|Fruit and vegetables on sale at Dich Vong Market in Ha Noi's Cau Giay District. Concerns over the quality of such products have led many in the city to seek supplies from relatives and acquaintances in rural areas. — VNA/VNS Photo The Duyet
by To Nhu
HA NOI (VNS) — Tran Thi Huong, a resident in Ha Noi's Trung Yen apartment building, seldom visits the market to buy food like other housewives in the city.
Instead, she orders food from her hometown in central Nghe An Province. Every two weeks, Huong asks her relatives to send green vegetables, chicken and pork from their rural garden. She also asks her friend who lives near the beach to send her fresh seafood.
"It's made by my relatives so I always know the produce is fresh and safe," Huong said. "I feel totally secure in the quality of my ingredients, much more so than when I buy from the market".
Huong is among the many consumers following the growing trend of seeking fresh food from the countryside to sidestep their fears over the safety of food sold at city markets. Some get food sent from their hometowns, while other city dwellers venture out to order food at countryside farms.
Hoang Anh Tho, a Ha Noi Women's Union worker, said she and five colleagues usually ordered pork and vegetables from a farmer in northern Hoa Binh Province. Despite being a safer source, the food always costs VND10,000-30,000 (US$0.4-1.4) more than city market prices.
"We have to pay extra for shipment, and we have to buy the whole pig - weighing well over 10kg - meaning we freeze some of the meat and eat it later, but we feel fine as it is safe," she said.
Figures from the Ministry of Health's Food Safety and Hygiene Department showed there had been 108 cases of food poisoning so far in 2013, leaving 18 dead and hospitalising more than 2,800 others. The main causes were bacteria and toxic chemicals used in food preparation.
At a recent meeting, Minister of Agriculture and Rural Development Cao Duc Phat said ‘dirty' foods such as vegetable carrying pesticides, contaminated meat and substandard slaughter techniques had become a difficult and time-consuming issue to resolve.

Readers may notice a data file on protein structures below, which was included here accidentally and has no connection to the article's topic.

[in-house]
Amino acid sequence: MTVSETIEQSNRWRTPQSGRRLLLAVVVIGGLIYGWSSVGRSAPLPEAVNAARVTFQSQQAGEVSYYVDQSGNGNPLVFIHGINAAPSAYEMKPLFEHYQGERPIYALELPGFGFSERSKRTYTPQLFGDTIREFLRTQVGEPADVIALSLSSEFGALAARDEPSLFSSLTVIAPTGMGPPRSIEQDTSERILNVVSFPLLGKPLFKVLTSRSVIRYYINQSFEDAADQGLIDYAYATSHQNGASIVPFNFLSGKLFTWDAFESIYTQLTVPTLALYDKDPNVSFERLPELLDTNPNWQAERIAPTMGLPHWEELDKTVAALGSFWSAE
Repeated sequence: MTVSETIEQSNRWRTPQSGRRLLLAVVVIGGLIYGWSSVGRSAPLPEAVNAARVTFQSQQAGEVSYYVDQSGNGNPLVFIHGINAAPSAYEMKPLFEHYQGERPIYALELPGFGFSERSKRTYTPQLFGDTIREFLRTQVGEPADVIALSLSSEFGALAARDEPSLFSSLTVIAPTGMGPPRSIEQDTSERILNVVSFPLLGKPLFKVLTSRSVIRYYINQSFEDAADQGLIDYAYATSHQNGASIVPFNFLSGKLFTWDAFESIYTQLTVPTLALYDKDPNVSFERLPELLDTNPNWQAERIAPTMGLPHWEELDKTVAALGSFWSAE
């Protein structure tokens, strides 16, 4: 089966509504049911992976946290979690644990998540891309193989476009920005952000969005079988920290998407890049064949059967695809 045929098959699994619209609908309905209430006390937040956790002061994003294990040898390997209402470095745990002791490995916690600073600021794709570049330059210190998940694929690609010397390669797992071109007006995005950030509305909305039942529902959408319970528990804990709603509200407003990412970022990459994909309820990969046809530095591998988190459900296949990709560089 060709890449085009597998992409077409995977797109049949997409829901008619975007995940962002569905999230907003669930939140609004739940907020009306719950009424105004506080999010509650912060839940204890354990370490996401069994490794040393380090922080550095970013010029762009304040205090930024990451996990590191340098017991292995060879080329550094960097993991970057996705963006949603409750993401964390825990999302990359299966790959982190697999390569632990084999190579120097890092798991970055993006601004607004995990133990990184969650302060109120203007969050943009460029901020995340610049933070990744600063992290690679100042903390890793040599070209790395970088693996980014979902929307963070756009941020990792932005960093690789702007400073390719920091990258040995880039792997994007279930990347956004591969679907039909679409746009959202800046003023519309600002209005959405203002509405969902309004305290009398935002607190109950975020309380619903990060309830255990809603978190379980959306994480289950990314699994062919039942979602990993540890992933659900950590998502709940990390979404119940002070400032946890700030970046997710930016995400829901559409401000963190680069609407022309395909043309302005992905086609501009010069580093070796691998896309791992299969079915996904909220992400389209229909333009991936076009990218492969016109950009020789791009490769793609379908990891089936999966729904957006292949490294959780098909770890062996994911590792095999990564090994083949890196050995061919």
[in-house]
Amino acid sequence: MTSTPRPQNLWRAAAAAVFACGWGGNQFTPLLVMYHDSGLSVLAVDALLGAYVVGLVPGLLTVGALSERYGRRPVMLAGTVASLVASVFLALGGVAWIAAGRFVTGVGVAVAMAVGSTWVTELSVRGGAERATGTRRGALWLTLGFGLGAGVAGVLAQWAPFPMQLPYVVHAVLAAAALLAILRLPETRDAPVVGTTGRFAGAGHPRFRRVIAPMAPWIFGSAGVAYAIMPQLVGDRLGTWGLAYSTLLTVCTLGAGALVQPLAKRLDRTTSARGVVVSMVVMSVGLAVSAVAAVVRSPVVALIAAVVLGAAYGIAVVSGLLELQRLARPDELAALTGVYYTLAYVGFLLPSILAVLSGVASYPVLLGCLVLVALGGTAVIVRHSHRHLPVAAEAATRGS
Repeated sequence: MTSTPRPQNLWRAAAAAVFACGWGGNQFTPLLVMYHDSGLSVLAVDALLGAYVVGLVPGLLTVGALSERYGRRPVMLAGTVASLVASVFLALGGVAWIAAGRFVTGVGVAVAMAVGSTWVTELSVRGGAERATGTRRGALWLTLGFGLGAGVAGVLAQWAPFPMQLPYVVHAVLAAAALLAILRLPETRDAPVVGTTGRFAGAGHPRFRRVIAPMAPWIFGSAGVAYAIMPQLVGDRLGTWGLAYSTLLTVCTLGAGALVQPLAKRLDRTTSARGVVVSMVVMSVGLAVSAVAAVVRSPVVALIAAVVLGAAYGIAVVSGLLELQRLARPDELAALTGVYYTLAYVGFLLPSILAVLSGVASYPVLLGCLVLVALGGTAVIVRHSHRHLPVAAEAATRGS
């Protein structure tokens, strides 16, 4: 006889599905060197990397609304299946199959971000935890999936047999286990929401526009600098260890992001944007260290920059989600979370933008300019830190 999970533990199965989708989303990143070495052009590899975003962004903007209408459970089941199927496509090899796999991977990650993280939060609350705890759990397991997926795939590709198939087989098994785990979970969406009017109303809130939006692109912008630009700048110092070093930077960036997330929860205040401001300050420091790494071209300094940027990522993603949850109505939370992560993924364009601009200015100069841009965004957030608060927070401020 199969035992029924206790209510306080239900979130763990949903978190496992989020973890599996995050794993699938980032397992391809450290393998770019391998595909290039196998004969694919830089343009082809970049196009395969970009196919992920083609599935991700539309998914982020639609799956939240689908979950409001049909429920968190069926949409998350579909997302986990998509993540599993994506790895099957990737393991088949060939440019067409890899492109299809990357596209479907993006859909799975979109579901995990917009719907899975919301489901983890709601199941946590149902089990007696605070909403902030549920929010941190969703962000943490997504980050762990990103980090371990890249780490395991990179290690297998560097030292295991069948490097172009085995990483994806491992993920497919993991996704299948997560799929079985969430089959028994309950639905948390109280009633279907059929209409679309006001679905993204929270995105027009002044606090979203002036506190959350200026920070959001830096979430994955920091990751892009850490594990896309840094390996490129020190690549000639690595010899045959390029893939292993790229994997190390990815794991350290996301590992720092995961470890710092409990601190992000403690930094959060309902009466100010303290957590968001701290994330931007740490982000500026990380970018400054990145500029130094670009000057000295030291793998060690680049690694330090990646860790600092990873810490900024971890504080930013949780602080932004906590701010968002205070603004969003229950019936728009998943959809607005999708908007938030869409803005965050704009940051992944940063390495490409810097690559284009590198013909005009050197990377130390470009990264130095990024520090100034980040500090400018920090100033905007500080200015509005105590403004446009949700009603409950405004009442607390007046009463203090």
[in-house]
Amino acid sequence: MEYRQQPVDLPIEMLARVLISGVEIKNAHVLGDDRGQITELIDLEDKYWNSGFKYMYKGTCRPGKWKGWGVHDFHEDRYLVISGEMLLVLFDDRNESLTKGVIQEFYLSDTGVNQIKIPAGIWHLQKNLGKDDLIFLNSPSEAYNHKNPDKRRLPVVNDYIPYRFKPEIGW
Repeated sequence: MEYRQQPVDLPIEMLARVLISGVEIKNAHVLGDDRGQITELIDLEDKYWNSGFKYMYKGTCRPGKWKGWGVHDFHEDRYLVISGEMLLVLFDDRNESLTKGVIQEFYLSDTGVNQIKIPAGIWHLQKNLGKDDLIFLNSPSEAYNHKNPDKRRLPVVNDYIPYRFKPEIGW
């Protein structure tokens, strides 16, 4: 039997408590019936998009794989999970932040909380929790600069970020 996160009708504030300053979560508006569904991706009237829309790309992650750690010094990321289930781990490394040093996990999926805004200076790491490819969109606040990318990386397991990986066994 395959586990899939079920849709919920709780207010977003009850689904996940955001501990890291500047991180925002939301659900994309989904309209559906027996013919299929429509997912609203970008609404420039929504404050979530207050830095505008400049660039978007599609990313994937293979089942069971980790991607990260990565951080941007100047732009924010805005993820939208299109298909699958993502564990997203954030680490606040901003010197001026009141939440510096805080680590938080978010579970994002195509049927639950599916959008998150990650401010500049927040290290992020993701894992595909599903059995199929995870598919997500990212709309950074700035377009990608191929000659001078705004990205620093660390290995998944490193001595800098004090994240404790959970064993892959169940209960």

As a result, the sourcing of safe and clean food has been a chief concern for consumers. Hundreds of websites and forums selling food labelled ‘clean' and ‘made-in-the-countryside' have cropped up recently.
Some popular forums such as lamchame.com or webtretho.com are full of orders and comments from consumers, mostly women. Generally, sellers are office workers who offer specialised food from their hometown with guarantees of safety and hygiene.
Ngoc Yen, an online food seller, said she established her own website to sell food online for busy women after she bought countryside products for her family and feeling satisfied with their quality. The website brings her VND5-6 million ($235-282) each month in extra income.
However, Yen warned of the low-quality products some online traders labelled as ‘green' and ‘clean' to gain profit.
"Demand has been increasing day by day, while the clean food supply remains limited. Some people are simply exploiting this trend for profit," she said.
According to experts, to be able to legitimately label food as ‘clean', there are many criteria to satisfy. Clean food must be free from chemicals and properly grown or raised. Poultry and cattle must be slaughtered and preserved following best practice to ensure its freshness.
They advised consumers to buy food from reliable sites with stamps licensed by the authorities, as quality and safety controls for online foods remained loose.
The experts concluded that the ministry should boost production of clean food and strengthen food inspection to protect consumers' health. — VNS